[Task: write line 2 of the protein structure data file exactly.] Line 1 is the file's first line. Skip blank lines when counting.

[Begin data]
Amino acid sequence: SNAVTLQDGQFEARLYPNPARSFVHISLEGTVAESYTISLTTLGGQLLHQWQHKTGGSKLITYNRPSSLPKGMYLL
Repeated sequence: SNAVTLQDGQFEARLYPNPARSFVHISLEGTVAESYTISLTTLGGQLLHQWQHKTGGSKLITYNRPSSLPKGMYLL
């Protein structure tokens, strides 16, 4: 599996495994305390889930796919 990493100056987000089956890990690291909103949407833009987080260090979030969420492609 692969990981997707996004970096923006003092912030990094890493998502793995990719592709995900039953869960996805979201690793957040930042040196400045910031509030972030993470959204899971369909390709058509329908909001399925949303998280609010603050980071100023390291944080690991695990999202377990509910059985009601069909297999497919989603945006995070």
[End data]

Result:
Repeated sequence: SNAVTLQDGQFEARLYPNPARSFVHISLEGTVAESYTISLTTLGGQLLHQWQHKTGGSKLITYNRPSSLPKGMYLL